Weitzman Students Lead Winning Team in EPA RainWorks Challenge
Each year, the Environmental Protection Agency issues a “Campus RainWorks Challenge,” which asks college students around the U.S. to design a green infrastructure project to both manage stormwater and provide additional benefits to people in the surrounding community. And for Corey Wills, the 2020 competition was the right project at the right time. A student in the Master of City Planning program at Weitzman and the Master of Environmental Studies program at the School of Arts and Sciences, as well as a watershed resource analyst with The Water Center at Penn and an environmental equity fellow with the Netter Center for Community Partnerships, Wills is focused on how infrastructure can build resilience in underserved communities.
“I’m very, very interested in that intersection between the built environment, the natural environment, and social equity,” she says.
Though the RainWorks Challenge is in its ninth year, there had never been a University of Pennsylvania entry before, says Wills. Last year, she says, the chair of environmental studies encouraged her to put a team together and submit a demonstration project to the contest. Wills began posting on Canvas pages and communications channels for different departments, figuring she’d hear from a few students who were interested in pitching in. Instead, a team of around a dozen students from the Weitzman School, the School of Arts and Sciences, and the Wharton School began planning together on Friday mornings.
“There’s no upper limit on who can participate, so I figured, the more the merrier,” Wills says. “It’s a great opportunity for students to work on a real-world project and get involved in their community.”
Rather than working directly on Penn’s campus, the group, in collaboration with the Netter Center for Community Partnerships, chose to work with the Philadelphia School District to design a green stormwater intervention at the Andrew Hamilton School in West Philadelphia. The K-8 school was well-suited for an intervention for a number of reasons, Wills says: It’s in a high-poverty neighborhood, a food desert, a high-heat zone, and an environmental justice area, and it also lies within the impaired Cobbs Creek Watershed, which sends stormwater runoff downstream to the already flood-prone neighborhood of Eastwick. The School District had been planning to install a detention basin beneath the parking lot to meet some on-site stormwater management requirements. The team of students came up with an alternate plan that responds to the EPA Challenge to “integrate natural processes” into the design, provides fresh food and learning opportunities to the Andrew Hamilton student body and the surrounding community, and reduces monthly stormwater fees for the school in the process. The design incorporates rain gardens, raised beds for urban agriculture, and a food forest with native species where students can learn how to grow and prepare their own food while learning about food sovereignty and environmental justice. The design will also act as a vehicle for environmental education, providing STEM learning opportunities for students. Additionally, produce from the raised beds will be distributed to low-income community members at a weekly farm stand, giving students an opportunity to learn entrepreneurial skills.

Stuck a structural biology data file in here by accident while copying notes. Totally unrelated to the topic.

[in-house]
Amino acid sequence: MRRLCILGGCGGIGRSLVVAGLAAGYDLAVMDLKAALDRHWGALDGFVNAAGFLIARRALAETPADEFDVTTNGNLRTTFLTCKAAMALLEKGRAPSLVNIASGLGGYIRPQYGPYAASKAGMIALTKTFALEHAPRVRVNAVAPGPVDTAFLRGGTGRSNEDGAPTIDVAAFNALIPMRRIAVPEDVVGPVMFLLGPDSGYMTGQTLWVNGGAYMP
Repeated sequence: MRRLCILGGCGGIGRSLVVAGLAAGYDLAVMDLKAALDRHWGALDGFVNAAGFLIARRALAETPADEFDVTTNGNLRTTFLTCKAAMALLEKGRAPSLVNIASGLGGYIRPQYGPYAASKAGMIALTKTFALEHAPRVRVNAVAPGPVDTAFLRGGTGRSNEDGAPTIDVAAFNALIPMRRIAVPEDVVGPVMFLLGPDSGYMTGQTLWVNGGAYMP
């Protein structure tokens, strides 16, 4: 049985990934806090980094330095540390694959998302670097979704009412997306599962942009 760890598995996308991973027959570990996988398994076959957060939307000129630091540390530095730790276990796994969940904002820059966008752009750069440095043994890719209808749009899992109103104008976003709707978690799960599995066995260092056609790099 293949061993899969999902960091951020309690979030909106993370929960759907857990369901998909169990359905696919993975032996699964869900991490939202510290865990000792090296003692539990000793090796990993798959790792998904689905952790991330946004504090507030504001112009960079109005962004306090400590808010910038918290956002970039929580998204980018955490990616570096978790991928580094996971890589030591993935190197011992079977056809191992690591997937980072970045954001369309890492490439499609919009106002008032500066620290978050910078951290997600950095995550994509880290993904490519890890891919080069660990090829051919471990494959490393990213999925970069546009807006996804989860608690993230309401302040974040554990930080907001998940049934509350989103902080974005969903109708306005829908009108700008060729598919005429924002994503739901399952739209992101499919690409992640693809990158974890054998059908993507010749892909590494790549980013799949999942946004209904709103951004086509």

Mrinalini Verma, a student in the Master of Landscape Architecture and Environmental Building and Design programs, thought the EPA challenge would be a good way to apply the water-treatment methods she had been researching in her courses, through PennPraxis research, and through a Water Center research grant. It was an opportunity to collaborate with students in other disciplines as well, she says.
“The model that we wanted to carry forward is that Penn students can work with these different schools that Penn is engaged with to solve issues around stormwater management and water inequities as well,” Mrinalini says. “It’s a unique opportunity to engage with the community as well, to understand their ideas and try to incorporate it in our designs.”
Mrinalini became responsible for creating designs and renderings for the project, and is now helping out with fundraising applications. Earlier this month, the EPA announced that the Penn team won 1st place in the Demonstration Project category of the RainWorks challenge, and awarded a total of $10,000 to the students and their faculty advisor, John Miller, a lecturer in the Master of Environmental Studies program. As far as the contest goes, that could have been the end of it. But a few weeks ago, the group also registered to create an official Penn RainWorks club, hoping that future teams of interdisciplinary students will enter the EPA contest as well. And the students have agreed to put some of their prize money into building the project this summer—and have raised more than $100,000 in addition to help realize it, going beyond the parameters of the EPA prompt.
“The design was intended to just be conceptual,” Wills says. “There’s no implementation requirement for the competition. But since we got buy-in from the community, from the Water Department, from the School District and from two nonprofits that we’re working with, we were able to get the project off the ground. It will actually be implemented.”
Along with Verma, Wills’ teammates include Leila Bahrami, Haoge Xu, Justina Thompson, August Sissick, Noëlle Raezer Flavia Olivera, Eliza Nobles, Jonah Garnick, Prithi Chandra, and Caroline Ben Nathan. Their faculty advisor was John Miller, a lecturer in the MES program.
A video documents the Andrew Hamilton School project.